'We ain't going back': High hopes, harsh truths at World Peace Day service in Naperville
A crowd of about 400 people gathered Sunday at Wentz Hall on North Central College's campus in Naperville for the 2020 World Peace Day Interfaith Prayer Service.
The theme of the service, "2020 Vision: Seeking a World Where Everyone Belongs," was displayed as the audience chanted "everyone belongs" in response to a series of affirmations based on the U.N. General Assembly's Universal Declaration of Human Rights, delivered in a range of languages including Hebrew, Arabic, Chinese and German.
But sobering words from the keynote speaker, Regina Brent, founder and president of the nonprofit Unity Partnership, provided a grim reminder that the vision of an all-inclusive society is still far reality.
The program celebrated the community's rainbow of faiths, with presentations from representatives of the Jewish, Hindu, Muslim, Latter Day Saints, Christian Science, Baha'i and Sikh communities.
The diverse musical performances included Angela Presutti, of First Church of Christ Scientist in Naperville, singing "O Gentle Presence," and Bhai Mohinder Singh and members of the Sikh Religious Outreach Society performing a highly percussive rendition of the shabad Aval Allah Noor Upayah.
Abdullah Mitchell, executive director of the Council of Islamic Organizations in Greater Chicago, said, "As I look across this room, I see the diversity for which this conference was organized. I see people of different races, ethnicities and religions coming out of their silos and separate neighborhoods, different social and economic backgrounds to come together, to stand for this concept called peace."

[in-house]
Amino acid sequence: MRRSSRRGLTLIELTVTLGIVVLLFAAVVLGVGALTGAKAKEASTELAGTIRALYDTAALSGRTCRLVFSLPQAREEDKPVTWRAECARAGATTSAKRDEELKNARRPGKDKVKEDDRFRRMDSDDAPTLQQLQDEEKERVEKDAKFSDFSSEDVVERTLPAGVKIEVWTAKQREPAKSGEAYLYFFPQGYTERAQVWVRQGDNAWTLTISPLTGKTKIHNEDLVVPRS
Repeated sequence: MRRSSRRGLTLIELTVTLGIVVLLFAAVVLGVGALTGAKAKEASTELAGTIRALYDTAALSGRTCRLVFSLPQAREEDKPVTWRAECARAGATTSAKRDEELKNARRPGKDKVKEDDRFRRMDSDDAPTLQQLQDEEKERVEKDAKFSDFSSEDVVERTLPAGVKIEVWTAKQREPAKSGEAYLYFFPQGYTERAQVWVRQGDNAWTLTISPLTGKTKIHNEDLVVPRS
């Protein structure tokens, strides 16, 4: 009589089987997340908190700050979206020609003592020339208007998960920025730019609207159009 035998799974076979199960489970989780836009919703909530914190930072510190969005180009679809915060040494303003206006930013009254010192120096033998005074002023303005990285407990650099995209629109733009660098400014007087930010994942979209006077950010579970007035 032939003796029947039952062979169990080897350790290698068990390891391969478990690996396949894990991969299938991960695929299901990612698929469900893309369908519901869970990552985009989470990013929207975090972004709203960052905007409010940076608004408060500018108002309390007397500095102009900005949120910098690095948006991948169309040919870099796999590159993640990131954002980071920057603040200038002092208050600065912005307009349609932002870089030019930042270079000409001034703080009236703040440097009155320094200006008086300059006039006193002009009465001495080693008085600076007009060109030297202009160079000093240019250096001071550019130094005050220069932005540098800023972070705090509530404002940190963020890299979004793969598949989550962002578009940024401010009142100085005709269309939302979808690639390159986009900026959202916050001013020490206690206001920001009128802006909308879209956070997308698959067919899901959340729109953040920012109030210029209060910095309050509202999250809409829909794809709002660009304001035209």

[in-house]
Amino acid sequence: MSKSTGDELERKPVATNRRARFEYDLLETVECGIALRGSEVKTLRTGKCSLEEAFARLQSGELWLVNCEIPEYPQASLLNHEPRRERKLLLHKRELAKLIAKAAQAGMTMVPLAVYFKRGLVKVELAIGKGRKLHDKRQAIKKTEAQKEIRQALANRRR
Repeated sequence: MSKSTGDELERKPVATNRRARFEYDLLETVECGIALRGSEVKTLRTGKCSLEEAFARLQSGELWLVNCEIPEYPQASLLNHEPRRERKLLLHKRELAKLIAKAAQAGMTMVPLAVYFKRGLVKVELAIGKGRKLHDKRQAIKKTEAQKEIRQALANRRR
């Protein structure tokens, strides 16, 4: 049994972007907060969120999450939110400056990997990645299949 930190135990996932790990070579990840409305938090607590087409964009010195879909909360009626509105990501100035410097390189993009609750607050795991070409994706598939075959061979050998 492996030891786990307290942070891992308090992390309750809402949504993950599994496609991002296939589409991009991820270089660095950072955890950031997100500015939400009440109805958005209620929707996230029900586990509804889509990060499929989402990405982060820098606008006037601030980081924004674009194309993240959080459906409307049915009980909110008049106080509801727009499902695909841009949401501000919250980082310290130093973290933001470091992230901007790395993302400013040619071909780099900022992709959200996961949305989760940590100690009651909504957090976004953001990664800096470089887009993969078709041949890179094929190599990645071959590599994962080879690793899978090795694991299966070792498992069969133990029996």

Amid the celebration, however, Brent, of Aurora, whose nonprofit works to build relationships between police and minority communities, engage youth and conduct outreach, threw the cold water of recent events over the proceedings.
She reminded the audience of the reality of racial profiling, homophobia, sex trafficking and the plight of detained immigrant children. She touched on religious intolerance, mentioning the defacing and burning of churches and the stabbing in synagogues worshippers kneeling to pray.
She also noted the paucity of African Americans in the audience.
"Yes, we have a rainbow coalition of many different races," she said. "But where are my people? And I blame them for not coming to join us today because they needed to be here."
Brent alluded to two racially charged local incidents during her speech, one involving students at Naperville Central High School and another occurring at a Buffalo Wild Wings.
"Black children and brown children are being tormented at the hands of white children, placing their pictures on Craigslist as slaves. Our black men have been cited for not taking care of their children, but then when they take their children to a restaurant to treat them for winning a ballgame, they are asked to remove themselves and sit on the other side of the room, as if we are living in the days of the African apartheid."
At the end of her speech, though, she sounded a note of hope by recalling the countless hours spent by her partnership to rebuild relationships with law enforcement.
"Colored folks had to deal with Jim Crow," she said, "but as African Americans, we have seen Barack Obama. We ain't going back to those days where fountains were labeled colored or white.
"And we ain't never going to ever sit again on the back of a bus. Because different races came together back then in the '60s, and we need to come together again in 2020 and say, 'no more.'"